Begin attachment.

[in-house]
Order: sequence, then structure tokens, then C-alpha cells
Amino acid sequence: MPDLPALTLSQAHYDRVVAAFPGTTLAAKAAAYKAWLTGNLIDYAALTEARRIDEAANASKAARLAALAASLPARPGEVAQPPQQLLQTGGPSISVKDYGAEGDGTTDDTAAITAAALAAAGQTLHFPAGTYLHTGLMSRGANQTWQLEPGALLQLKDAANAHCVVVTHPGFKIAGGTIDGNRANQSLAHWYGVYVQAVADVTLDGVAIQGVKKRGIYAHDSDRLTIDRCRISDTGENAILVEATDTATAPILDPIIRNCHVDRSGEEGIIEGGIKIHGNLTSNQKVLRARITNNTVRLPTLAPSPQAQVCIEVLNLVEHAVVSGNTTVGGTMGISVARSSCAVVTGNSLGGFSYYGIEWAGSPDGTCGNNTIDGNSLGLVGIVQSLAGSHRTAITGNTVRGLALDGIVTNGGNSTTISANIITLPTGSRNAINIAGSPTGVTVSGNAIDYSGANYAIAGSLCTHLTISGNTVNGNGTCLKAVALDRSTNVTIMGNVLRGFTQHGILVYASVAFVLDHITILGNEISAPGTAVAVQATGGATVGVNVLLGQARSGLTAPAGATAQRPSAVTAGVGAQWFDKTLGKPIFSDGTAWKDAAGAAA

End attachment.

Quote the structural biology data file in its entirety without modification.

[in-house]
Order: sequence, then structure tokens, then C-alpha cells
Amino acid sequence: MPDLPALTLSQAHYDRVVAAFPGTTLAAKAAAYKAWLTGNLIDYAALTEARRIDEAANASKAARLAALAASLPARPGEVAQPPQQLLQTGGPSISVKDYGAEGDGTTDDTAAITAAALAAAGQTLHFPAGTYLHTGLMSRGANQTWQLEPGALLQLKDAANAHCVVVTHPGFKIAGGTIDGNRANQSLAHWYGVYVQAVADVTLDGVAIQGVKKRGIYAHDSDRLTIDRCRISDTGENAILVEATDTATAPILDPIIRNCHVDRSGEEGIIEGGIKIHGNLTSNQKVLRARITNNTVRLPTLAPSPQAQVCIEVLNLVEHAVVSGNTTVGGTMGISVARSSCAVVTGNSLGGFSYYGIEWAGSPDGTCGNNTIDGNSLGLVGIVQSLAGSHRTAITGNTVRGLALDGIVTNGGNSTTISANIITLPTGSRNAINIAGSPTGVTVSGNAIDYSGANYAIAGSLCTHLTISGNTVNGNGTCLKAVALDRSTNVTIMGNVLRGFTQHGILVYASVAFVLDHITILGNEISAPGTAVAVQATGGATVGVNVLLGQARSGLTAPAGATAQRPSAVTAGVGAQWFDKTLGKPIFSDGTAWKDAAGAAA